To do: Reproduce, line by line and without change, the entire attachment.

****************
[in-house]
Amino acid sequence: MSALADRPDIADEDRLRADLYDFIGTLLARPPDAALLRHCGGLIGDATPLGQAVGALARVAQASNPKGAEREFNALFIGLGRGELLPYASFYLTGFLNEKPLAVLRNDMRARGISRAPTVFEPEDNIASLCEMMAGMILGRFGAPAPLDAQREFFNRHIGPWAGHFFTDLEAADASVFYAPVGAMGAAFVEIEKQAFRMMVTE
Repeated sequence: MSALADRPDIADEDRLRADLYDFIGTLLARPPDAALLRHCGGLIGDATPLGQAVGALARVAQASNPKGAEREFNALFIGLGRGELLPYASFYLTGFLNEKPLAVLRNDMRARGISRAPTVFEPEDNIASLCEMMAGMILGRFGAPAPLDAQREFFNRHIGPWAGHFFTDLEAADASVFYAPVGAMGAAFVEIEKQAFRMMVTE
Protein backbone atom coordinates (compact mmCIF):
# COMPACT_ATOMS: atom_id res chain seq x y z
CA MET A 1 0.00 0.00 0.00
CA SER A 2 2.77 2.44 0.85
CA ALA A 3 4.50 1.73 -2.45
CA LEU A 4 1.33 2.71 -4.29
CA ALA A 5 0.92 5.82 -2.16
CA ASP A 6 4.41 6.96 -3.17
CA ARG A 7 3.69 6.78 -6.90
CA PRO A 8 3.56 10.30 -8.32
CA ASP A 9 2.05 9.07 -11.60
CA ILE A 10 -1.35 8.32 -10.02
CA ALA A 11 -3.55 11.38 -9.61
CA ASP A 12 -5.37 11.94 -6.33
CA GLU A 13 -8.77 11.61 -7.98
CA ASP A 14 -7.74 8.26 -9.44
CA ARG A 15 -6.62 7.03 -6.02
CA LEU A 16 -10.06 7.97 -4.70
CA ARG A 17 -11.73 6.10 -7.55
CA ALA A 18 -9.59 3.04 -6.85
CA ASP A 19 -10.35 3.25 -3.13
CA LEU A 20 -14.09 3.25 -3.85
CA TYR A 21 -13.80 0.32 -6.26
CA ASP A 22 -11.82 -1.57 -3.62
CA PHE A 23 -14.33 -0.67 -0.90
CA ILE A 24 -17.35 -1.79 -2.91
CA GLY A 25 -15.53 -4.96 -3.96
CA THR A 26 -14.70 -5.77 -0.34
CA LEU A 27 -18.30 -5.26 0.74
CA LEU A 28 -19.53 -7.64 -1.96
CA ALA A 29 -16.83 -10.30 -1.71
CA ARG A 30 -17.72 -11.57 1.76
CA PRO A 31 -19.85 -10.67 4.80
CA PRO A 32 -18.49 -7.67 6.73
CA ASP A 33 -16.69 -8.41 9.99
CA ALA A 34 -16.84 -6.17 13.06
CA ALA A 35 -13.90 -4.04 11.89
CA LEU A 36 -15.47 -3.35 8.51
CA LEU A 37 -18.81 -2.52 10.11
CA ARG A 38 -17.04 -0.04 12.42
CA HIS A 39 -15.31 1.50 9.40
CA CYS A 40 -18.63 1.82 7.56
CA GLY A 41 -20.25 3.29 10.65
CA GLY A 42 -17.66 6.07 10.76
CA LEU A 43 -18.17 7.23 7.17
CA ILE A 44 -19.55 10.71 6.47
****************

[in-house]
Amino acid sequence: MSALADRPDIADEDRLRADLYDFIGTLLARPPDAALLRHCGGLIGDATPLGQAVGALARVAQASNPKGAEREFNALFIGLGRGELLPYASFYLTGFLNEKPLAVLRNDMRARGISRAPTVFEPEDNIASLCEMMAGMILGRFGAPAPLDAQREFFNRHIGPWAGHFFTDLEAADASVFYAPVGAMGAAFVEIEKQAFRMMVTE
Repeated sequence: MSALADRPDIADEDRLRADLYDFIGTLLARPPDAALLRHCGGLIGDATPLGQAVGALARVAQASNPKGAEREFNALFIGLGRGELLPYASFYLTGFLNEKPLAVLRNDMRARGISRAPTVFEPEDNIASLCEMMAGMILGRFGAPAPLDAQREFFNRHIGPWAGHFFTDLEAADASVFYAPVGAMGAAFVEIEKQAFRMMVTE
Protein backbone atom coordinates (compact mmCIF):
# COMPACT_ATOMS: atom_id res chain seq x y z
CA MET A 1 0.00 0.00 0.00
CA SER A 2 2.77 2.44 0.85
CA ALA A 3 4.50 1.73 -2.45
CA LEU A 4 1.33 2.71 -4.29
CA ALA A 5 0.92 5.82 -2.16
CA ASP A 6 4.41 6.96 -3.17
CA ARG A 7 3.69 6.78 -6.90
CA PRO A 8 3.56 10.30 -8.32
CA ASP A 9 2.05 9.07 -11.60
CA ILE A 10 -1.35 8.32 -10.02
CA ALA A 11 -3.55 11.38 -9.61
CA ASP A 12 -5.37 11.94 -6.33
CA GLU A 13 -8.77 11.61 -7.98
CA ASP A 14 -7.74 8.26 -9.44
CA ARG A 15 -6.62 7.03 -6.02
CA LEU A 16 -10.06 7.97 -4.70
CA ARG A 17 -11.73 6.10 -7.55
CA ALA A 18 -9.59 3.04 -6.85
CA ASP A 19 -10.35 3.25 -3.13
CA LEU A 20 -14.09 3.25 -3.85
CA TYR A 21 -13.80 0.32 -6.26
CA ASP A 22 -11.82 -1.57 -3.62
CA PHE A 23 -14.33 -0.67 -0.90
CA ILE A 24 -17.35 -1.79 -2.91
CA GLY A 25 -15.53 -4.96 -3.96
CA THR A 26 -14.70 -5.77 -0.34
CA LEU A 27 -18.30 -5.26 0.74
CA LEU A 28 -19.53 -7.64 -1.96
CA ALA A 29 -16.83 -10.30 -1.71
CA ARG A 30 -17.72 -11.57 1.76
CA PRO A 31 -19.85 -10.67 4.80
CA PRO A 32 -18.49 -7.67 6.73
CA ASP A 33 -16.69 -8.41 9.99
CA ALA A 34 -16.84 -6.17 13.06
CA ALA A 35 -13.90 -4.04 11.89
CA LEU A 36 -15.47 -3.35 8.51
CA LEU A 37 -18.81 -2.52 10.11
CA ARG A 38 -17.04 -0.04 12.42
CA HIS A 39 -15.31 1.50 9.40
CA CYS A 40 -18.63 1.82 7.56
CA GLY A 41 -20.25 3.29 10.65
CA GLY A 42 -17.66 6.07 10.76
CA LEU A 43 -18.17 7.23 7.17
CA ILE A 44 -19.55 10.71 6.47